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Radio Liberty Hiring New Team, Executive Says

Critics have accused the U.S.-funded broadcaster, founded in 1953 as a Cold War tool to influence opinion in the Soviet bloc, of abandoning many of its listeners.

Radio Liberty is hiring dozens of staff to rebuild its operations in a modern multimedia format, a senior executive of the station's parent company Radio Free Europe/Radio Liberty said Friday.

After moving to a new bureau in Moscow, Radio Liberty's staff is to number 40 to 50 people in both Moscow and Prague, Julia Ragona, Radio Free Europe's vice president of content, distribution and marketing, told The Moscow Times.

That number is about half of the "close to 90 people" that the station employed in both cities until September, when more than 40 journalists were laid off in Moscow, reducing the local bureau to a staff of just 10.

Ragona said that the layoffs were necessary to build a "single team" with different skills that would focus on turning Radio Liberty into a digital multimedia outlet under its new director, Masha Gessen. Hitherto the station consisted of two separate teams for radio and online content, she said.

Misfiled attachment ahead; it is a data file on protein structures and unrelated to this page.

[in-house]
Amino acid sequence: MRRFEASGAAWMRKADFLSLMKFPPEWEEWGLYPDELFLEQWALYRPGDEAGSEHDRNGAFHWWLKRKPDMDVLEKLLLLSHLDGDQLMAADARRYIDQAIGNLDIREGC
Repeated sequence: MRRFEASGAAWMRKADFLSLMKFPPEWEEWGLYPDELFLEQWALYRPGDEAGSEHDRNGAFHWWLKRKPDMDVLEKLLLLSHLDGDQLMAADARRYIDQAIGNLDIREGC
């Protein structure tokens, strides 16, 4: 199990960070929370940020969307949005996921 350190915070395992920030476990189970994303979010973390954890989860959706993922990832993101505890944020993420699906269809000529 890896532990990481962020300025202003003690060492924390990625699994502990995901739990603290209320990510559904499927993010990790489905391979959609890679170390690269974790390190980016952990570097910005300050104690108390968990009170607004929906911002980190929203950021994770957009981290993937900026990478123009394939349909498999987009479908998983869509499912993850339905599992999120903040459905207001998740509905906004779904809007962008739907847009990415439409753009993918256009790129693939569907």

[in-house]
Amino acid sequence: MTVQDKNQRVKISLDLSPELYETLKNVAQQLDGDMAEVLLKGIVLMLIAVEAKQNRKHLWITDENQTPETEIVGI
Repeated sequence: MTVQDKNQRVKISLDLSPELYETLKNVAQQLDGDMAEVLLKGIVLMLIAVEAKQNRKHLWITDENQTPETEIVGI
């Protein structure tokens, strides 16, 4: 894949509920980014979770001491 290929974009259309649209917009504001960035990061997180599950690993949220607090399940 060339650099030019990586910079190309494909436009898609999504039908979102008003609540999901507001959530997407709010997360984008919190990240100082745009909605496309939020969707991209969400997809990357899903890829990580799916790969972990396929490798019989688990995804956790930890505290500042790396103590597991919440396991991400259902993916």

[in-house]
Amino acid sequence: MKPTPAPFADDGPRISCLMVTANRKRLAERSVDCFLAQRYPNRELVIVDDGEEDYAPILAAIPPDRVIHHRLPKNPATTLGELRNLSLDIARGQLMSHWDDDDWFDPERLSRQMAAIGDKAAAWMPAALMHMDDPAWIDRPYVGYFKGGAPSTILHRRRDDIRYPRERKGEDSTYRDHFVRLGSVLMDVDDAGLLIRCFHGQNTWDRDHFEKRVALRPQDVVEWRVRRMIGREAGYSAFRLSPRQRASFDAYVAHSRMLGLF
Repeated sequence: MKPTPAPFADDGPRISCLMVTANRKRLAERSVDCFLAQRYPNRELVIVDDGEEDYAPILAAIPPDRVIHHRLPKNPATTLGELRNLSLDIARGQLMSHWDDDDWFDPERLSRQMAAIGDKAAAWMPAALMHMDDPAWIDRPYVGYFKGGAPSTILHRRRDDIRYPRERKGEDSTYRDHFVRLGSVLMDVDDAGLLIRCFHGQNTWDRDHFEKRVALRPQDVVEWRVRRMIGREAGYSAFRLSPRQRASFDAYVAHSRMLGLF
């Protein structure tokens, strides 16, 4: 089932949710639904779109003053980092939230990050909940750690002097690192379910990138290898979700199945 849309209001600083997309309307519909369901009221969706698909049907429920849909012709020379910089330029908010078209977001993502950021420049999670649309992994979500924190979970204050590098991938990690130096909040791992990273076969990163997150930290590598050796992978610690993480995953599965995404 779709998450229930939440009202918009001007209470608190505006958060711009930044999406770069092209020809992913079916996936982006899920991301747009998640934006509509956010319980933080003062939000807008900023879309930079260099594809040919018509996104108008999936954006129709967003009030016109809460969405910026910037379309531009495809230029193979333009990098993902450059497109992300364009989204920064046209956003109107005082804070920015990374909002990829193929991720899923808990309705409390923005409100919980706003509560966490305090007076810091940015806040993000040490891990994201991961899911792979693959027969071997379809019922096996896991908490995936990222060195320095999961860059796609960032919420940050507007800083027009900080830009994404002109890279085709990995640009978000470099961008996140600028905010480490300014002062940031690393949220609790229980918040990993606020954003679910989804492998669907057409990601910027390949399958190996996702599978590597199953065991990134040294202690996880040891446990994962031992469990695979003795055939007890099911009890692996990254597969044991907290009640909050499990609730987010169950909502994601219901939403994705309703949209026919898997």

She reiterated that the station's budget would not be cut. Radio Free Europe, which is funded by the U.S. Congress and currently has an annual budget of $92 million, does not disclose individual financial details, but Ragona said that Radio Liberty remains the largest of its divisions.

Critics have accused the U.S.-funded broadcaster, founded in 1953 as a Cold War tool to influence opinion in the Soviet bloc, of abandoning many of its listeners. The staff cuts went hand in hand with the announcement that Radio Liberty will end its AM broadcasting next month.

Ragona admitted that a small and "dedicated" audience did use AM, but added that, especially in Moscow, the signal was so bad that it was "very painful to listen to."

Writing in The Moscow Times earlier this week, Radio Free Europe's president Steve Korn said that the decision to abandon AM broadcasts was based on a federal law that forbids foreign control of broadcast licenses — prompting accusations that the broadcaster was caving in to Kremlin pressure.

Ragona pointed out that the law was in line with legislation in Western countries, including the United States, where foreigners are prohibited from owning terrestrial broadcasting licenses, which prompted Australian media tycoon Rupert Murdoch to obtain citizenship in 1985.

Russian broadcasters, first and foremost the Kremlin-funded RT Television channel, are limited to cable and satellite, she said.

Radio Liberty also explored taking on a Russian partner to circumvent the law, but a planned deal with Alexander Lebedev, who owns Novaya Gazeta and a number of Moscow radio stations, fell through because his licenses did not allow the content necessary for Radio Liberty, Ragona said.

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